While Kerry's position on labor issues is stronger than Clinton's was, much of his platform adheres to the neoliberal line. What will Kerry really have the will or capacity to do once elected? What exactly is his vision for the economy? We don't yet know, and therein lies a huge uncertainty for the labor movement supporting his campaign.

The candidate has made clear that he will try to reverse some of the most egregious Bush tax cuts, including the income tax cut to the top 1%. He has pledged to expand health insurance coverage and to "expand the middle class," without increasing the $435 billion budget deficit.

While these pledges do distinguish Kerry from Bush, his planned reforms don't begin to compare to the volume of tax cuts granted to corporations and wealthy individuals or to the full range of pro-corporate economic policies that have been implemented over the past quarter century. His reforms, constrained as they are by his commitments to maintain military spending and reduce the budget deficit, will barely begin to make up the ground that's been lost in the past quarter-century. All Kerry seems to be promising is that he won't be as bad and dishonest as Bush, that he won't make things worse for workers, and that he will advocate for some economic and social ameliorations.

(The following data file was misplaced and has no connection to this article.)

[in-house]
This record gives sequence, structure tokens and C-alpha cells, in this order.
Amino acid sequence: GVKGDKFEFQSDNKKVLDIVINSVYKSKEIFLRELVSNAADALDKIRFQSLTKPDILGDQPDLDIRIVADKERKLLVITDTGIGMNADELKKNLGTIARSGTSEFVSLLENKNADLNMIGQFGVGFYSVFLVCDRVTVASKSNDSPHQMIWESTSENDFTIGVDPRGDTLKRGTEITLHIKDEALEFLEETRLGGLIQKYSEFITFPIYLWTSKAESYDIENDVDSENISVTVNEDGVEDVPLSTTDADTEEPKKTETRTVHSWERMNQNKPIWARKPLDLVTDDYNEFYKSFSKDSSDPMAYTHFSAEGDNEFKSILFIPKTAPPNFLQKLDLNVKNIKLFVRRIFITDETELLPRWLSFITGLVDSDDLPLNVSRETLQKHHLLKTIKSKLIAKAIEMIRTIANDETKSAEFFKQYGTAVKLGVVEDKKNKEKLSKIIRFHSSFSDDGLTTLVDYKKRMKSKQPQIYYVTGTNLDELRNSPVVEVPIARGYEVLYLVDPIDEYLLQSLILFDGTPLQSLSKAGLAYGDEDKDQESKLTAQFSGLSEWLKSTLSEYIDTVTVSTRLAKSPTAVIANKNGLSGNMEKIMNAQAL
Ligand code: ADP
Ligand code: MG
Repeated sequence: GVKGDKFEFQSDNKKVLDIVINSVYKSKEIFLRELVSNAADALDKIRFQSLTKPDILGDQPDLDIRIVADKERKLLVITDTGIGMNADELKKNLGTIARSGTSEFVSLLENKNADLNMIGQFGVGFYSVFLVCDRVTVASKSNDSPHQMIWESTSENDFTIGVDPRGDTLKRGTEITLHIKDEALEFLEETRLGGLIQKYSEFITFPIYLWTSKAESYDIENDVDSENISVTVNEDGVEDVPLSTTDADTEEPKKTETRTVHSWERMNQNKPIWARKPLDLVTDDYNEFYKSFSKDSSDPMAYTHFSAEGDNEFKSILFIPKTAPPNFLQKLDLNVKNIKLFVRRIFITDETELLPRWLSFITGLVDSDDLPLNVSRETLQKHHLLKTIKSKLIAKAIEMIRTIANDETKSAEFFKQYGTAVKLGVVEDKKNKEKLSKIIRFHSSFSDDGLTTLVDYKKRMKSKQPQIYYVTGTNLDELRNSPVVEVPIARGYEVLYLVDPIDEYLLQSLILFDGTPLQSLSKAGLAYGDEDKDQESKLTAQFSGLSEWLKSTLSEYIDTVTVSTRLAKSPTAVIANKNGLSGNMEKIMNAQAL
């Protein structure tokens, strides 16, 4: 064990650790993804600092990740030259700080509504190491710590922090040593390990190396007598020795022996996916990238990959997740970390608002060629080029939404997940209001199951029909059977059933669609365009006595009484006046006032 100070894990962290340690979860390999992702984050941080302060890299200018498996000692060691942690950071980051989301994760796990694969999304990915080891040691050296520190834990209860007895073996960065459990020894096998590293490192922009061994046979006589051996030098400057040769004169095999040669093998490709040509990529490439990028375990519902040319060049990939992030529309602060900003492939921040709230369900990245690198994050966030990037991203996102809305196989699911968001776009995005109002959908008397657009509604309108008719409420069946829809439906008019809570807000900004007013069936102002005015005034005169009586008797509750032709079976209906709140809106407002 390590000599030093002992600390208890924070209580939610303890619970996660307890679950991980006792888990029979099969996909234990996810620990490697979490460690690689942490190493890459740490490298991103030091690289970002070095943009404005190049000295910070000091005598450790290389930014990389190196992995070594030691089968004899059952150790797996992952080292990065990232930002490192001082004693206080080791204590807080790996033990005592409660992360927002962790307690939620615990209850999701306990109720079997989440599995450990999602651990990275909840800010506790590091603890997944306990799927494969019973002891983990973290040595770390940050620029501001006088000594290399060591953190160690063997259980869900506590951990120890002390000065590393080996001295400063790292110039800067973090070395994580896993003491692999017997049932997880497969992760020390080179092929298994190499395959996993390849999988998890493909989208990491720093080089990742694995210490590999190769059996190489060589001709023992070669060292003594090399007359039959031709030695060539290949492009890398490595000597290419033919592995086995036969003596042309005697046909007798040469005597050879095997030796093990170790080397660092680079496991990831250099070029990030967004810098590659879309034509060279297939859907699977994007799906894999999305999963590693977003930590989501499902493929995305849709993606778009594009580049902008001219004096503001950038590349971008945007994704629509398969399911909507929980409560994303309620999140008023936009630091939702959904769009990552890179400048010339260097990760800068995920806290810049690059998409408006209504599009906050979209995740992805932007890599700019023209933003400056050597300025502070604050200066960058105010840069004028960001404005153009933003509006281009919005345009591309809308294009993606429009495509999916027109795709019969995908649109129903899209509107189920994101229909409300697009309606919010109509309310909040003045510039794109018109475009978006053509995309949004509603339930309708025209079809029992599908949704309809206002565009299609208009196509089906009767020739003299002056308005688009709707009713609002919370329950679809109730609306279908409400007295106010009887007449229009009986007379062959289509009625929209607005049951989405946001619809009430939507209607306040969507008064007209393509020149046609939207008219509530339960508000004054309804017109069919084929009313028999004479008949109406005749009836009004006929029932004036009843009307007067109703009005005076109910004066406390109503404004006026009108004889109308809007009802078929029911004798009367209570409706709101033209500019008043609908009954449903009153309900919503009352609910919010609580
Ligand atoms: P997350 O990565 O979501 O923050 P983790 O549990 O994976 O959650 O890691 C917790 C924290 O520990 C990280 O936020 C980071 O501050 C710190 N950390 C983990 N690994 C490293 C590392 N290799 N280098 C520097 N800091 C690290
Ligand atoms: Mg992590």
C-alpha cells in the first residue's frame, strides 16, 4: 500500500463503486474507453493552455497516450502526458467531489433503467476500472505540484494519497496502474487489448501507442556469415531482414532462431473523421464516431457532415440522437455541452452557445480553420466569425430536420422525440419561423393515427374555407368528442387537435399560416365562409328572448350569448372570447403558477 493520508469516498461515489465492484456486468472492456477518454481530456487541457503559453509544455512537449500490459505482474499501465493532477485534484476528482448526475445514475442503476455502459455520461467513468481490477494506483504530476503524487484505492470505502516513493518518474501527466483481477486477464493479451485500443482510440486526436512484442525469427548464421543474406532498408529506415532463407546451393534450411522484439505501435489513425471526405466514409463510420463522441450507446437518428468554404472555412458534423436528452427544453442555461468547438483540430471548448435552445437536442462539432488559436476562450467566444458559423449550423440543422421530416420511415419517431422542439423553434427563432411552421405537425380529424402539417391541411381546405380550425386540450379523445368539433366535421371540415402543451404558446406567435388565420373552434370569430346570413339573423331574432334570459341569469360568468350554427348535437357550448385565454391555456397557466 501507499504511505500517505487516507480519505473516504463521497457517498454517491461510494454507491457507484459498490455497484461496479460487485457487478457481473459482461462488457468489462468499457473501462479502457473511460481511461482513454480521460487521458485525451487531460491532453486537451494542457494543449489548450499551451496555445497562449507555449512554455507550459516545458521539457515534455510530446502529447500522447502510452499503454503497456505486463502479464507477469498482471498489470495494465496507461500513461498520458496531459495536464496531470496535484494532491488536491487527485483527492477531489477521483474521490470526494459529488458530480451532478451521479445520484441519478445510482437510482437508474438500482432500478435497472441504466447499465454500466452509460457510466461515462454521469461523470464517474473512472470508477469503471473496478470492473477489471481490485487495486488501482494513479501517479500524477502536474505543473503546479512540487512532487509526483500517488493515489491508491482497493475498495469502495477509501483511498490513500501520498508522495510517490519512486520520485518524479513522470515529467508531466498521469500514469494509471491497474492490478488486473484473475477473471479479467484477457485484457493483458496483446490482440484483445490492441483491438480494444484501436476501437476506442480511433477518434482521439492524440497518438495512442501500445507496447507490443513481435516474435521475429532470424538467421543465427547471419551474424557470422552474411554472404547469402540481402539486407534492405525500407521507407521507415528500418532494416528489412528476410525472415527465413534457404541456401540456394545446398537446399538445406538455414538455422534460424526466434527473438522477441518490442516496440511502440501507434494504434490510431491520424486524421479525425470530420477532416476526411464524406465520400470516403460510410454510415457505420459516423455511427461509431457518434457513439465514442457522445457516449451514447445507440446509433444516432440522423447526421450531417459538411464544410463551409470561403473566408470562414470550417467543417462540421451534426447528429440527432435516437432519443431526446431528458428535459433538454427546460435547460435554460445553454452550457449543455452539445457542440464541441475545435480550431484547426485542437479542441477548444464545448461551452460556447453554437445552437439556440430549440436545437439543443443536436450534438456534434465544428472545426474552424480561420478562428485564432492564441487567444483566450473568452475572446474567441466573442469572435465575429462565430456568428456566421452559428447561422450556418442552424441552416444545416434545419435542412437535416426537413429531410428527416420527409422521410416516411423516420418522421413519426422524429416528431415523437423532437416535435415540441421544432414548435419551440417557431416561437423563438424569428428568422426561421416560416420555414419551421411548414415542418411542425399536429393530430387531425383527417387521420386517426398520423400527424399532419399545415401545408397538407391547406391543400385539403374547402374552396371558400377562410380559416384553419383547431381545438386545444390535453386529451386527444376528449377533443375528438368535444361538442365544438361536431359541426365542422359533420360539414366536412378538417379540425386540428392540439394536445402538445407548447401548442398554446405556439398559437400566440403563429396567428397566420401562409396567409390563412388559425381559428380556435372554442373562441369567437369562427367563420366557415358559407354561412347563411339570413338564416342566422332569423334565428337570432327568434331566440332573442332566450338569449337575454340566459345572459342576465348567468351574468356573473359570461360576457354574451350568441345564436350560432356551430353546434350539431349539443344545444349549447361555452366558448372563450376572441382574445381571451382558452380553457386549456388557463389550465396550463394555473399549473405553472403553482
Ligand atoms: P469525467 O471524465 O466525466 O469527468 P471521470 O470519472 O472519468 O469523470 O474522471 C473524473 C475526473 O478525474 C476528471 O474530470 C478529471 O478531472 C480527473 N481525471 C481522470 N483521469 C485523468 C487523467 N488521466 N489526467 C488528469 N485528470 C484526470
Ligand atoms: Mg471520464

A lot is at stake. Organized labor's bargaining power has been cornered and corralled to specific employers in very few economic sectors. After 50 years of steady decline, many observers fear labor may be on the brink of economic and political irrelevance. This is a historic juncture. Labor urgently needs to pull back from the brink and reverse its downward course. To do so will require not only mass mobilization, but labor law reforms and social spending to shore up basic labor rights and entitlements.

What U.S. labor really needs, to stem its decline, is a set of labor rights similar to those still enjoyed by their European counterparts. Moreover, the American (and global) labor force, taken as a social class, needs the resources and political access to steer the economy on a regional, national, and global scale, across employers and economic sectors.